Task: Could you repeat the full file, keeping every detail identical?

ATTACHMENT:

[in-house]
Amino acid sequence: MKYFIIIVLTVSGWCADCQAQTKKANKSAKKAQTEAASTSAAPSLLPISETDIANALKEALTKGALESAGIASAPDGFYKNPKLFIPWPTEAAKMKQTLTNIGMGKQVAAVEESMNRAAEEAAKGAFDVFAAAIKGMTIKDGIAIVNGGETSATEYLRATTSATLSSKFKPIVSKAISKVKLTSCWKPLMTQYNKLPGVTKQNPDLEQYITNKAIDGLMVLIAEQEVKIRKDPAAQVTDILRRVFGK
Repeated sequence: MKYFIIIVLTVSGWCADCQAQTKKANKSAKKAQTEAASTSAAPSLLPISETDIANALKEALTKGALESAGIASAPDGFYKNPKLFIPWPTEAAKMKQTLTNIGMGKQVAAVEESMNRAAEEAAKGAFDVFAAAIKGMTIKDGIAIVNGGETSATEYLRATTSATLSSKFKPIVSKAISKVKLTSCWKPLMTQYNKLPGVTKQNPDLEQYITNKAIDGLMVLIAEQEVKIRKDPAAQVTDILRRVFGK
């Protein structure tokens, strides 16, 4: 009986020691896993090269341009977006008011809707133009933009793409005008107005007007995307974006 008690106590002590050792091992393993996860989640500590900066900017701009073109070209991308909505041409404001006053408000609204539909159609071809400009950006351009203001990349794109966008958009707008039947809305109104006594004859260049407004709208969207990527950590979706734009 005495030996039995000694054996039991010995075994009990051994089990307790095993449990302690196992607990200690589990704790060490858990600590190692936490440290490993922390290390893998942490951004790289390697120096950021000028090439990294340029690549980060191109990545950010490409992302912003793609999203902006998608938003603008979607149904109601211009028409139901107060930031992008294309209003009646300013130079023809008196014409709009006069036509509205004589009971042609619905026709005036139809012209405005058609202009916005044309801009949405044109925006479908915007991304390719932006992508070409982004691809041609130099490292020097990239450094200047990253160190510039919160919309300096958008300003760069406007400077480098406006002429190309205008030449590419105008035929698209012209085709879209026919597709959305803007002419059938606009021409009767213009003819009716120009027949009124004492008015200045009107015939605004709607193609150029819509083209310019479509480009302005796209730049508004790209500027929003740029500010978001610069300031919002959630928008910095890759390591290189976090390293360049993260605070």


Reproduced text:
[in-house]
Amino acid sequence: MKYFIIIVLTVSGWCADCQAQTKKANKSAKKAQTEAASTSAAPSLLPISETDIANALKEALTKGALESAGIASAPDGFYKNPKLFIPWPTEAAKMKQTLTNIGMGKQVAAVEESMNRAAEEAAKGAFDVFAAAIKGMTIKDGIAIVNGGETSATEYLRATTSATLSSKFKPIVSKAISKVKLTSCWKPLMTQYNKLPGVTKQNPDLEQYITNKAIDGLMVLIAEQEVKIRKDPAAQVTDILRRVFGK
Repeated sequence: MKYFIIIVLTVSGWCADCQAQTKKANKSAKKAQTEAASTSAAPSLLPISETDIANALKEALTKGALESAGIASAPDGFYKNPKLFIPWPTEAAKMKQTLTNIGMGKQVAAVEESMNRAAEEAAKGAFDVFAAAIKGMTIKDGIAIVNGGETSATEYLRATTSATLSSKFKPIVSKAISKVKLTSCWKPLMTQYNKLPGVTKQNPDLEQYITNKAIDGLMVLIAEQEVKIRKDPAAQVTDILRRVFGK
């Protein structure tokens, strides 16, 4: 009986020691896993090269341009977006008011809707133009933009793409005008107005007007995307974006 008690106590002590050792091992393993996860989640500590900066900017701009073109070209991308909505041409404001006053408000609204539909159609071809400009950006351009203001990349794109966008958009707008039947809305109104006594004859260049407004709208969207990527950590979706734009 005495030996039995000694054996039991010995075994009990051994089990307790095993449990302690196992607990200690589990704790060490858990600590190692936490440290490993922390290390893998942490951004790289390697120096950021000028090439990294340029690549980060191109990545950010490409992302912003793609999203902006998608938003603008979607149904109601211009028409139901107060930031992008294309209003009646300013130079023809008196014409709009006069036509509205004589009971042609619905026709005036139809012209405005058609202009916005044309801009949405044109925006479908915007991304390719932006992508070409982004691809041609130099490292020097990239450094200047990253160190510039919160919309300096958008300003760069406007400077480098406006002429190309205008030449590419105008035929698209012209085709879209026919597709959305803007002419059938606009021409009767213009003819009716120009027949009124004492008015200045009107015939605004709607193609150029819509083209310019479509480009302005796209730049508004790209500027929003740029500010978001610069300031919002959630928008910095890759390591290189976090390293360049993260605070």